US8435207B2 - Irrigation and aspiration devices and methods - Google Patents

Irrigation and aspiration devices and methods Download PDF

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US8435207B2
US8435207B2 US12387047 US38704709A US8435207B2 US 8435207 B2 US8435207 B2 US 8435207B2 US 12387047 US12387047 US 12387047 US 38704709 A US38704709 A US 38704709A US 8435207 B2 US8435207 B2 US 8435207B2
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irrigation
aspiration
reservoir
head
irrigant
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US20090281483A1 (en )
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Peter Christensen BAKER
Clinton N Slone
Michael J. Strasser
James M Lovette
Thomas King
Richard Treadwell
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Aardvark Medical Inc
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Aardvark Medical Inc
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    • AHUMAN NECESSITIES
    • A61MEDICAL OR VETERINARY SCIENCE; HYGIENE
    • A61MDEVICES FOR INTRODUCING MEDIA INTO, OR ONTO, THE BODY; DEVICES FOR TRANSDUCING BODY MEDIA OR FOR TAKING MEDIA FROM THE BODY; DEVICES FOR PRODUCING OR ENDING SLEEP OR STUPOR
    • A61M1/00Suction or pumping devices for medical purposes; Devices for carrying-off, for treatment of, or for carrying-over, body-liquids; Drainage systems
    • A61M1/0058Suction-irrigation systems
    • AHUMAN NECESSITIES
    • A61MEDICAL OR VETERINARY SCIENCE; HYGIENE
    • A61MDEVICES FOR INTRODUCING MEDIA INTO, OR ONTO, THE BODY; DEVICES FOR TRANSDUCING BODY MEDIA OR FOR TAKING MEDIA FROM THE BODY; DEVICES FOR PRODUCING OR ENDING SLEEP OR STUPOR
    • A61M1/00Suction or pumping devices for medical purposes; Devices for carrying-off, for treatment of, or for carrying-over, body-liquids; Drainage systems
    • A61M1/0023Suction drainage systems
    • A61M1/0049Means preventing overflow or contamination of the pumping systems
    • A61M1/0052Means preventing overflow or contamination of the pumping systems by filtering, sterilising or disinfecting the exhaust air, e.g. swellable filter valves
    • AHUMAN NECESSITIES
    • A61MEDICAL OR VETERINARY SCIENCE; HYGIENE
    • A61MDEVICES FOR INTRODUCING MEDIA INTO, OR ONTO, THE BODY; DEVICES FOR TRANSDUCING BODY MEDIA OR FOR TAKING MEDIA FROM THE BODY; DEVICES FOR PRODUCING OR ENDING SLEEP OR STUPOR
    • A61M1/00Suction or pumping devices for medical purposes; Devices for carrying-off, for treatment of, or for carrying-over, body-liquids; Drainage systems
    • A61M1/0066Suction pumps
    • A61M1/0072Membrane pumps, e.g. bulbs
    • AHUMAN NECESSITIES
    • A61MEDICAL OR VETERINARY SCIENCE; HYGIENE
    • A61MDEVICES FOR INTRODUCING MEDIA INTO, OR ONTO, THE BODY; DEVICES FOR TRANSDUCING BODY MEDIA OR FOR TAKING MEDIA FROM THE BODY; DEVICES FOR PRODUCING OR ENDING SLEEP OR STUPOR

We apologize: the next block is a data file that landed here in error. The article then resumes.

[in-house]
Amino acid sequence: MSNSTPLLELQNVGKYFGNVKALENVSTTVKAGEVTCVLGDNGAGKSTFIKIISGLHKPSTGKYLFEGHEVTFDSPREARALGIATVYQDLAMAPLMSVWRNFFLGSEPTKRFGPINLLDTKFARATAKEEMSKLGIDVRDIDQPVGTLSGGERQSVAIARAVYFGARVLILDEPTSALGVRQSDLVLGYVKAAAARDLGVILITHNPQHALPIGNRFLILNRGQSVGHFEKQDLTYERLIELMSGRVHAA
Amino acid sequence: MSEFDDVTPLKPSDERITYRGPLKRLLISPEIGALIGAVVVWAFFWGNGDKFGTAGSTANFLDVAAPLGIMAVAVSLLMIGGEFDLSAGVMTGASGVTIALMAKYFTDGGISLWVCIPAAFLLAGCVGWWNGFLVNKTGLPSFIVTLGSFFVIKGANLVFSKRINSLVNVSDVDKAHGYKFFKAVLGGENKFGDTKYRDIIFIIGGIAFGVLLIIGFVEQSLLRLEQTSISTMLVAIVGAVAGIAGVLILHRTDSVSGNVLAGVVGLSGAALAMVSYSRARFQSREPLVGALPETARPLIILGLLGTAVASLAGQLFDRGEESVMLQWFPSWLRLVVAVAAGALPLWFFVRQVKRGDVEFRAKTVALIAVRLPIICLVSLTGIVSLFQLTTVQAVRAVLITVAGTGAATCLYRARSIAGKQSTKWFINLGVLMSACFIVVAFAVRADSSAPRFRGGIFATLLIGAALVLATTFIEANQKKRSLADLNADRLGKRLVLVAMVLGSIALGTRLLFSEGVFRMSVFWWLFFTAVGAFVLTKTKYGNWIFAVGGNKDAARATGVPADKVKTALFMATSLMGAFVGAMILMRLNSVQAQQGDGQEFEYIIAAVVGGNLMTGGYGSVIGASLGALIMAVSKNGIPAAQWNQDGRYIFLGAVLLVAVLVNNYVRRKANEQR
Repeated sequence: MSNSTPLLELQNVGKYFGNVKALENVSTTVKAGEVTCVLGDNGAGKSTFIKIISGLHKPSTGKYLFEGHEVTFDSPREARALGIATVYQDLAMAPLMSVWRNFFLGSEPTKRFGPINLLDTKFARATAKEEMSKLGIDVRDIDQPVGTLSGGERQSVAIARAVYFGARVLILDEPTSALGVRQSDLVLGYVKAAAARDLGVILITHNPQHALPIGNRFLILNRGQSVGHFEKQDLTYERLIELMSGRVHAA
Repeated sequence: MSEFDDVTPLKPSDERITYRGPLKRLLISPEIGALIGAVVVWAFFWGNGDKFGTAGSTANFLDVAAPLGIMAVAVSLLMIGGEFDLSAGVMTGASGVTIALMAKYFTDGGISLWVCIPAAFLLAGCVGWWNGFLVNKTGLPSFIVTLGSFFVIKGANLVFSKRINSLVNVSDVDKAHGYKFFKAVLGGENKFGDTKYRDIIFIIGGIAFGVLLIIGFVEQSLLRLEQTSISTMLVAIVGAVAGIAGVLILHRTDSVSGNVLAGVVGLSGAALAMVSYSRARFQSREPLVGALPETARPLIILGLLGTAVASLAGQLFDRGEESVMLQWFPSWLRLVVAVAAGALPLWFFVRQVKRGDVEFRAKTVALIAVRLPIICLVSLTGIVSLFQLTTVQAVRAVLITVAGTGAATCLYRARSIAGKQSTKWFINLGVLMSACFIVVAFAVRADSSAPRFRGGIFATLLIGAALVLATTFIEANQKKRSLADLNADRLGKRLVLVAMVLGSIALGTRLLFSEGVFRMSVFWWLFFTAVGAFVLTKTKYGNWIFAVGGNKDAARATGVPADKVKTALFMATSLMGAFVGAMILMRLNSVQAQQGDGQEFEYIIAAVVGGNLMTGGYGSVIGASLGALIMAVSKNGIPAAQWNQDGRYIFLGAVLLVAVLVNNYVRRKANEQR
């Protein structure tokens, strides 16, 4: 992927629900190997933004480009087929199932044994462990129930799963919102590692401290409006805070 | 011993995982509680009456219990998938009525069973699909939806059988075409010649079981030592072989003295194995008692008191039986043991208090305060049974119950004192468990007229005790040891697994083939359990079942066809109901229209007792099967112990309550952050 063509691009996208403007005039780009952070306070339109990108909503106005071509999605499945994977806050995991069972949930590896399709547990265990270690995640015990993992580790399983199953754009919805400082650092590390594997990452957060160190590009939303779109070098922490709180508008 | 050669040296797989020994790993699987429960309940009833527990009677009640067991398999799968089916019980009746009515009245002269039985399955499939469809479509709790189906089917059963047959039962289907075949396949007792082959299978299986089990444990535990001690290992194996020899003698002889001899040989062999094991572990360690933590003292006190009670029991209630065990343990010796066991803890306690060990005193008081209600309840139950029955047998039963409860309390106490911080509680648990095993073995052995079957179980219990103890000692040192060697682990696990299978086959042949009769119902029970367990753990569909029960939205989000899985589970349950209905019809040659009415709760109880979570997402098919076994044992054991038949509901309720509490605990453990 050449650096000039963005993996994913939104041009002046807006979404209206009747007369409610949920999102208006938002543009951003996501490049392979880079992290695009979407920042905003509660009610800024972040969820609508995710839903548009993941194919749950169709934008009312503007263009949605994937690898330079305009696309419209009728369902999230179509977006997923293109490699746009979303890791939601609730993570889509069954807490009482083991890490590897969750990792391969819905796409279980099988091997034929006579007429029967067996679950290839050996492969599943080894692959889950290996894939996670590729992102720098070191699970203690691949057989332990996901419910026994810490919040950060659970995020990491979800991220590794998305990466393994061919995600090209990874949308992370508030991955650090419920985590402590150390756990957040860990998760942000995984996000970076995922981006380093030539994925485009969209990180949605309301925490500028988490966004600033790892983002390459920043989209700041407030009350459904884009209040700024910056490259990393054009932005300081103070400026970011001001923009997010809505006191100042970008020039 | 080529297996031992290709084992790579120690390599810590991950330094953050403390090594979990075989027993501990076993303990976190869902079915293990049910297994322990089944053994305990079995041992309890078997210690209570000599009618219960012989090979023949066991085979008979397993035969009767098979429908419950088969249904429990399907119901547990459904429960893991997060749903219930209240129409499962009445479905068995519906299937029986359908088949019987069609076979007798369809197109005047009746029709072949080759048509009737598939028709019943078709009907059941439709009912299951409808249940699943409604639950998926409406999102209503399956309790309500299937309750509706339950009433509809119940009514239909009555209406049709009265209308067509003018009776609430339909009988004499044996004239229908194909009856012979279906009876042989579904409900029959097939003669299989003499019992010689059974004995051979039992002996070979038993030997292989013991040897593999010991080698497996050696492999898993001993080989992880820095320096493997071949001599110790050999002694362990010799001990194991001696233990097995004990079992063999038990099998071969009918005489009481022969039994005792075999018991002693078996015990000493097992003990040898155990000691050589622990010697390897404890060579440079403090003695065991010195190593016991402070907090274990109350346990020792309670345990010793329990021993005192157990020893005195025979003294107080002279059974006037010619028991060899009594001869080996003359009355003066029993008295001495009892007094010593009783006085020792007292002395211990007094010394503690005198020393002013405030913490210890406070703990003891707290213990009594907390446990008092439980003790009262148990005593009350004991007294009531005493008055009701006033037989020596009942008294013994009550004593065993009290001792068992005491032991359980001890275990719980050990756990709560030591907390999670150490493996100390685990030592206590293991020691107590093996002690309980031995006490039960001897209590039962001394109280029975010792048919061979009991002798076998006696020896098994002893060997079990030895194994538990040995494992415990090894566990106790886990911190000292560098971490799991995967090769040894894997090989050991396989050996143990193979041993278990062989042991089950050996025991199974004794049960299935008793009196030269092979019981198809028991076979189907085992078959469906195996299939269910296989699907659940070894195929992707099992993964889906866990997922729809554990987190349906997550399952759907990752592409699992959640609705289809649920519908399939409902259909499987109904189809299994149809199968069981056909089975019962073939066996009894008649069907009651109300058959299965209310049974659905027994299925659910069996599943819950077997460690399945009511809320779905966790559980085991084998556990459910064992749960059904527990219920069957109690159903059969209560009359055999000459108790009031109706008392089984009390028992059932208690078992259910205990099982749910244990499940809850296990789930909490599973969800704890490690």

• A61M11/00Sprayers or atomisers specially adapted for therapeutic purposes
    • AHUMAN NECESSITIES
    • A61MEDICAL OR VETERINARY SCIENCE; HYGIENE
    • A61MDEVICES FOR INTRODUCING MEDIA INTO, OR ONTO, THE BODY; DEVICES FOR TRANSDUCING BODY MEDIA OR FOR TAKING MEDIA FROM THE BODY; DEVICES FOR PRODUCING OR ENDING SLEEP OR STUPOR
    • A61M11/00Sprayers or atomisers specially adapted for therapeutic purposes
    • A61M11/006Sprayers or atomisers specially adapted for therapeutic purposes operated by applying mechanical pressure to the liquid to be sprayed or atomised
    • A61M11/008Sprayers or atomisers specially adapted for therapeutic purposes operated by applying mechanical pressure to the liquid to be sprayed or atomised by squeezing, e.g. using a flexible bottle or a bulb
    • AHUMAN NECESSITIES
    • A61MEDICAL OR VETERINARY SCIENCE; HYGIENE
    • A61MDEVICES FOR INTRODUCING MEDIA INTO, OR ONTO, THE BODY; DEVICES FOR TRANSDUCING BODY MEDIA OR FOR TAKING MEDIA FROM THE BODY; DEVICES FOR PRODUCING OR ENDING SLEEP OR STUPOR
    • A61M11/00Sprayers or atomisers specially adapted for therapeutic purposes
    • A61M11/04Sprayers or atomisers specially adapted for therapeutic purposes operated by the vapour pressure of the liquid to be sprayed or atomised
    • A61M11/041Sprayers or atomisers specially adapted for therapeutic purposes operated by the vapour pressure of the liquid to be sprayed or atomised using heaters
    • A61M11/042Sprayers or atomisers specially adapted for therapeutic purposes operated by the vapour pressure of the liquid to be sprayed or atomised using heaters electrical
    • AHUMAN NECESSITIES
    • A61MEDICAL OR VETERINARY SCIENCE; HYGIENE
    • A61BDIAGNOSIS; SURGERY; IDENTIFICATION
    • A61B17/00Surgical instruments, devices or methods, e.g. tourniquets
    • A61B17/24Surgical instruments, devices or methods, e.g. tourniquets for use in the oral cavity, larynx, bronchial passages or nose; Tongue scrapers
    • A61B2017/246Surgical instruments, devices or methods, e.g. tourniquets for use in the oral cavity, larynx, bronchial passages or nose; Tongue scrapers for cleaning of the nose
    • AHUMAN NECESSITIES
    • A61MEDICAL OR VETERINARY SCIENCE; HYGIENE
    • A61MDEVICES FOR INTRODUCING MEDIA INTO, OR ONTO, THE BODY; DEVICES FOR TRANSDUCING BODY MEDIA OR FOR TAKING MEDIA FROM THE BODY; DEVICES FOR PRODUCING OR ENDING SLEEP OR STUPOR
    • A61M1/00Suction or pumping devices for medical purposes; Devices for carrying-off, for treatment of, or for carrying-over, body-liquids; Drainage systems
    • A61M1/0001Containers for suction drainage, e.g. rigid containers
    • A61M1/0009Containers for suction drainage, e.g. rigid containers incorporating a movable wall to create suction, e.g. syringes
    • AHUMAN NECESSITIES
    • A61MEDICAL OR VETERINARY SCIENCE; HYGIENE